On December 25 of every year, Christians around the Western world celebrate the God who took on flesh. Together we anticipate the joy and the glad tidings of the child who unto us was born. But our celebrations often tend to leave Jesus in the manger and to leave our faith hidden somewhere beneath our quietness during the Christmas Eve mass. What difference does Christmas make to us by the time New Years Eve passes by? We tend to believe in a faith-deluding privatization of Jesus rather than embodying the astonishing life-changing message of the Creator taking upon himself blood and body and entering humbly into the world of his created-ones in order to sacrifice himself for our sake.
There’s the fairytale version of Christmas: A quiet baby in a warm manger surrounded by a beautiful young mom and an incredibly gentle adopted father, graced by gentle shepherds and cute, little lambs while a star hovered just overhead. Angels sing sweetly o’er the plain while the earth is placid. We are tempted to live according to this holiday adaptation because it resembles the soothing sweetness of a carnation as opposed to the unpleasant shock of the Incarnation.
Then there’s the reality: A real baby, messy with an umbilical cord and misshapen skull, screaming for warmth in the cold air, held by an unwed teenage mom who has left her family behind to give birth in another town with her boyfriend at her side. Meanwhile, a frightening host of angels startle shepherds, who are saturated in the smell of sheep, with the incredibly strange order to visit this majestic newborn who will receive no welcome to this world except by their lowly presence. In fact, peace on earth seems an impossible concept when the local king, alerted by innocent wise men seeking the king of the Jews, demands the baby’s death. Soldiers descend upon the town and murder every child under the age of two. The baby, his young mother and his adopted father, frantically escape to Egypt, the land where his ancestors happened to have been chained in slavery. Eventually the baby grows up, gifted with unimaginable insight and the power to heal the sick, the blind, and even the dead. Crowds begin flocking to the man and with intense fervor begin clamoring over his claims of heavenly kingship. The local leaders, who become alarmed and antagonistic, increasingly seek confrontation with this man who, in their eyes, grew up as nobody special. And when the man elects not to bow to public pressure to incite a nationalistic revolt against the ruling government, the crowds choose to reject him as their shepherd. Ultimately, they seize him through betrayal, beat him mercilessly, and nail him violently to an instrument of execution… while his young mother watched and wept at his bloody feet.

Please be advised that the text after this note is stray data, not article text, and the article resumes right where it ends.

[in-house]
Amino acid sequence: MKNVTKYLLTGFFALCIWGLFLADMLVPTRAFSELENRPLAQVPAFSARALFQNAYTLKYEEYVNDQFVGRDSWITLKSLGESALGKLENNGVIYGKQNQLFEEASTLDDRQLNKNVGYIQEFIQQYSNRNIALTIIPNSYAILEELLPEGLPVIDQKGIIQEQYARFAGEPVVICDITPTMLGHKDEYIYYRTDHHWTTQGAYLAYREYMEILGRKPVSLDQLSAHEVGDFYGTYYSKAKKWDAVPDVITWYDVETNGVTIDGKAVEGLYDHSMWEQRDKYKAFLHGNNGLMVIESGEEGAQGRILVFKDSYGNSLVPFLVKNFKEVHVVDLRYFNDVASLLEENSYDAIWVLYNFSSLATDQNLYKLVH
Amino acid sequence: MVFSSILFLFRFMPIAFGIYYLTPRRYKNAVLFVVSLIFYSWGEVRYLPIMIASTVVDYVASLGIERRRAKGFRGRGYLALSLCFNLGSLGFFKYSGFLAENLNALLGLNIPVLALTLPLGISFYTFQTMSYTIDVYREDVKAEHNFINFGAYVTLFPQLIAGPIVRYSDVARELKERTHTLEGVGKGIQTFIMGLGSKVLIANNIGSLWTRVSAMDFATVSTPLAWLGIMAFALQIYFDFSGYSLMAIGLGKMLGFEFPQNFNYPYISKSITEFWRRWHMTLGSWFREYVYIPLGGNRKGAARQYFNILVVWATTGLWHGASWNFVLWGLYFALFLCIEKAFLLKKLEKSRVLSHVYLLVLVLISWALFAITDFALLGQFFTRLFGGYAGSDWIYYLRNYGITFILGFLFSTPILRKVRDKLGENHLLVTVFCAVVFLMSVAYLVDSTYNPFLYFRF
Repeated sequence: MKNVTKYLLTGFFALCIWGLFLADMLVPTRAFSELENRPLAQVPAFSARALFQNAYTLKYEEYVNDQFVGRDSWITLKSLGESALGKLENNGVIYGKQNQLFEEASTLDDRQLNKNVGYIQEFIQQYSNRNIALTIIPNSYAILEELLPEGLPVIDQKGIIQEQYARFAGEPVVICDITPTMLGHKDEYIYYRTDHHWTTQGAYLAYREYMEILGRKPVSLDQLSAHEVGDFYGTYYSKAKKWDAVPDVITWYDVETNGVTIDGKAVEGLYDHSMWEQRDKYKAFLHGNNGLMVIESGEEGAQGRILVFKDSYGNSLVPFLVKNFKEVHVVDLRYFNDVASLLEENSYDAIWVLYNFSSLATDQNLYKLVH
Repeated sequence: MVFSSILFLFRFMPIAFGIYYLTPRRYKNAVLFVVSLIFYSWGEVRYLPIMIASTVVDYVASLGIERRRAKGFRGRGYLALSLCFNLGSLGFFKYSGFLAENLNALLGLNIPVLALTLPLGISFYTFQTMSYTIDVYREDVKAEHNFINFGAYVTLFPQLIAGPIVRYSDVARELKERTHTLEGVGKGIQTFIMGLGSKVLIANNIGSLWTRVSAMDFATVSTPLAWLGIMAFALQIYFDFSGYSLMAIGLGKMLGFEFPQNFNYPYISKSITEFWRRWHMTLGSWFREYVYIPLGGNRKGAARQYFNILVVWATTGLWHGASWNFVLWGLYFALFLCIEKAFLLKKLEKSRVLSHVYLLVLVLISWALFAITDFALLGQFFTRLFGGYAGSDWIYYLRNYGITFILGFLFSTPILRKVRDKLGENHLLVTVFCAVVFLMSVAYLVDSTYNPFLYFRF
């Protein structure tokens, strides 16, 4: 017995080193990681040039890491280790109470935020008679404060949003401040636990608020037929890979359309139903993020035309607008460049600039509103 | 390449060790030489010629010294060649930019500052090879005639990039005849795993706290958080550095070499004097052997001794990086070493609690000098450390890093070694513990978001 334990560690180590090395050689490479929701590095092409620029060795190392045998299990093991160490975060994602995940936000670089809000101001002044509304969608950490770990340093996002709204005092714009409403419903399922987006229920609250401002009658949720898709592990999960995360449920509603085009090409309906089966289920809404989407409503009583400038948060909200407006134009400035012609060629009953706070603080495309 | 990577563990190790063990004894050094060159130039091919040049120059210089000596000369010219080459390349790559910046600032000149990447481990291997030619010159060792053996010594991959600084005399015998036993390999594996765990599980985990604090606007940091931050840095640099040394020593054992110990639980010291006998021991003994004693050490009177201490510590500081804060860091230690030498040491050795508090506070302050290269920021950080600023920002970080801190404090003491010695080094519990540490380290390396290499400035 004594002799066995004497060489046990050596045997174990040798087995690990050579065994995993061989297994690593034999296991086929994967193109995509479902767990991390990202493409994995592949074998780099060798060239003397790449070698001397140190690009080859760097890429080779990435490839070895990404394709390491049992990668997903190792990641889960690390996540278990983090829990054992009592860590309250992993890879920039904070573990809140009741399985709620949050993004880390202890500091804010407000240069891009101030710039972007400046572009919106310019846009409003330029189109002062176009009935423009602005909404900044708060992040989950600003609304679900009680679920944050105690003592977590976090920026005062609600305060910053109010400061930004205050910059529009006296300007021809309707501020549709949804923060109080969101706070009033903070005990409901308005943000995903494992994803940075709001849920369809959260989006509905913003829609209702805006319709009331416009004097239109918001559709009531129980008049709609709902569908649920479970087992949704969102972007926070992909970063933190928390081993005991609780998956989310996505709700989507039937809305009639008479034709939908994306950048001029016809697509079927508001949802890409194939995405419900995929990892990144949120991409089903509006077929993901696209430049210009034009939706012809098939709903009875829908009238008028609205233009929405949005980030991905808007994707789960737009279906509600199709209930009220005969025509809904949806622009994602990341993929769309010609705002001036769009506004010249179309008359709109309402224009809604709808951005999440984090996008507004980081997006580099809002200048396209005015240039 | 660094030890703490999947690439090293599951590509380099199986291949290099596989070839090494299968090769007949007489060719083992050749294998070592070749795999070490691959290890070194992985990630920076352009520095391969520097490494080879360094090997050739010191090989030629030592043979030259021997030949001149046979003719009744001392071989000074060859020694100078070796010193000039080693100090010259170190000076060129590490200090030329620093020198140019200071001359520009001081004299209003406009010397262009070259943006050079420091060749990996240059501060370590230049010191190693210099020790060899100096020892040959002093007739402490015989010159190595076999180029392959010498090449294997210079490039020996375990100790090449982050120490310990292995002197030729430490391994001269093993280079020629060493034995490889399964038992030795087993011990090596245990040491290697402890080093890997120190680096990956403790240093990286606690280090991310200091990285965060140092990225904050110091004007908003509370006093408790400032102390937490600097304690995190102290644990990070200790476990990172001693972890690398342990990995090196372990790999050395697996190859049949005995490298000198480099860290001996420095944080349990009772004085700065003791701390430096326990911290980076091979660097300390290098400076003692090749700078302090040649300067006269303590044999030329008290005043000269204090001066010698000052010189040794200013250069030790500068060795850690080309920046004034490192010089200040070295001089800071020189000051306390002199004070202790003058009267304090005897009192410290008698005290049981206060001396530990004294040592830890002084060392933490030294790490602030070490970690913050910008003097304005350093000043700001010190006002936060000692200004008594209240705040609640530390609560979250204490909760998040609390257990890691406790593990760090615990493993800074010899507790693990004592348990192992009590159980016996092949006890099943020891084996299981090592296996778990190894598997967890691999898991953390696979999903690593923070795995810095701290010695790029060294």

The Incarnation is about the God who was wrapped in swaddling cloths and laid in a manger. But it is also about the God who was wrapped in burial cloths and laid in a tomb. It is an intense story. Eugene Peterson notes, “This has never been an easy truth for people to swallow… When it comes to the sordid squalor of the raw material involved in being human, God is surely going to keep his distance from that.”1 We tend to gloss over the shock that is so evident in the story of the Incarnation. So fear inducing was the event that the announcements of the angels to Mary, Joseph and the shepherds all contain the phrase, “Don’t be afraid.” So raw and violent was the context of Immanuel’s advent that it was only after the resurrection of Jesus that people were truly able to see that the offer of peace on earth is made possible through the Incarnation. At its crux, the Incarnation is about the terrible beauty of God’s willingness to humble himself, even to point of death on a cross.
Our yearly Christmas celebrations reveal our tendency to trivialize the scandal and intensity of the Incarnation. We are inclined to annually gloss over the pain and sacrifice of the Incarnation, opting instead for a consumerist-faith, selfish in its assumption of undeserved grace, isolated in its exposure towards others, and shallow in its apprehension of the crude carne of Jesus Christ. That the Holy God of the Universe would take on the fragility of flesh in this violent, sinful world exposes the raw determination of God’s heart to go to the most extreme lengths to love his people.
1 Peterson, Eugene H. Christ Plays in Ten Thousand Places: A Conversation in Spiritual Theology. Grand Rapids, MI: Eerdmans, 2005, 59.